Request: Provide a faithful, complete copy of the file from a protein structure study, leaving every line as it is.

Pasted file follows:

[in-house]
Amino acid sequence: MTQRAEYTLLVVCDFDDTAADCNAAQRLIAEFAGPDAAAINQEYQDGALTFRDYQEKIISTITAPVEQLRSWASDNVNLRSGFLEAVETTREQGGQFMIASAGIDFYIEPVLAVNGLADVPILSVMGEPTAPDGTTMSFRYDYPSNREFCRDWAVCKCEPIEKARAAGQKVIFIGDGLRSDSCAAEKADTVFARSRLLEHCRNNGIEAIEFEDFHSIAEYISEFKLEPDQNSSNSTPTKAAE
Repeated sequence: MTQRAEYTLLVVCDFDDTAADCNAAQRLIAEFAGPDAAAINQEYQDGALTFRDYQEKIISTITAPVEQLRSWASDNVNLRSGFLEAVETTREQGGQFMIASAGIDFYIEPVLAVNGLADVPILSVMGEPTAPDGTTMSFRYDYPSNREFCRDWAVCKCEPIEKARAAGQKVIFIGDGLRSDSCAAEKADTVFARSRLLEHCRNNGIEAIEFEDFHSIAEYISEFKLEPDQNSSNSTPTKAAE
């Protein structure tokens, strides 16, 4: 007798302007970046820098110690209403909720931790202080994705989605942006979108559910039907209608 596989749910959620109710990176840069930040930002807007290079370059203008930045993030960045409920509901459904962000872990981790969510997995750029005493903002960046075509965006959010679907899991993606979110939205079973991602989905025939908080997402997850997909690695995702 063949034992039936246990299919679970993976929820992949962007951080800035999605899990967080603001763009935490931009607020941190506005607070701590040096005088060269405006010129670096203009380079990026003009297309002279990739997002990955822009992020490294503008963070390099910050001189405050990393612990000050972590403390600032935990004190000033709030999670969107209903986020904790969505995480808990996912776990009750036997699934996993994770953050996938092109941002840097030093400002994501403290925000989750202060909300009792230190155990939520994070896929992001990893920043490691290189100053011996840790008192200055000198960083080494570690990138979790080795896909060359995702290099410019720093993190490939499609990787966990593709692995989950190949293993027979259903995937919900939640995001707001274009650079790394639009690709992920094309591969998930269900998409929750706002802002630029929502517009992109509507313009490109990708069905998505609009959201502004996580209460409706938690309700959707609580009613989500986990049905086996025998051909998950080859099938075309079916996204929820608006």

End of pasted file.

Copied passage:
[in-house]
Amino acid sequence: MTQRAEYTLLVVCDFDDTAADCNAAQRLIAEFAGPDAAAINQEYQDGALTFRDYQEKIISTITAPVEQLRSWASDNVNLRSGFLEAVETTREQGGQFMIASAGIDFYIEPVLAVNGLADVPILSVMGEPTAPDGTTMSFRYDYPSNREFCRDWAVCKCEPIEKARAAGQKVIFIGDGLRSDSCAAEKADTVFARSRLLEHCRNNGIEAIEFEDFHSIAEYISEFKLEPDQNSSNSTPTKAAE
Repeated sequence: MTQRAEYTLLVVCDFDDTAADCNAAQRLIAEFAGPDAAAINQEYQDGALTFRDYQEKIISTITAPVEQLRSWASDNVNLRSGFLEAVETTREQGGQFMIASAGIDFYIEPVLAVNGLADVPILSVMGEPTAPDGTTMSFRYDYPSNREFCRDWAVCKCEPIEKARAAGQKVIFIGDGLRSDSCAAEKADTVFARSRLLEHCRNNGIEAIEFEDFHSIAEYISEFKLEPDQNSSNSTPTKAAE
């Protein structure tokens, strides 16, 4: 007798302007970046820098110690209403909720931790202080994705989605942006979108559910039907209608 596989749910959620109710990176840069930040930002807007290079370059203008930045993030960045409920509901459904962000872990981790969510997995750029005493903002960046075509965006959010679907899991993606979110939205079973991602989905025939908080997402997850997909690695995702 063949034992039936246990299919679970993976929820992949962007951080800035999605899990967080603001763009935490931009607020941190506005607070701590040096005088060269405006010129670096203009380079990026003009297309002279990739997002990955822009992020490294503008963070390099910050001189405050990393612990000050972590403390600032935990004190000033709030999670969107209903986020904790969505995480808990996912776990009750036997699934996993994770953050996938092109941002840097030093400002994501403290925000989750202060909300009792230190155990939520994070896929992001990893920043490691290189100053011996840790008192200055000198960083080494570690990138979790080795896909060359995702290099410019720093993190490939499609990787966990593709692995989950190949293993027979259903995937919900939640995001707001274009650079790394639009690709992920094309591969998930269900998409929750706002802002630029929502517009992109509507313009490109990708069905998505609009959201502004996580209460409706938690309700959707609580009613989500986990049905086996025998051909998950080859099938075309079916996204929820608006």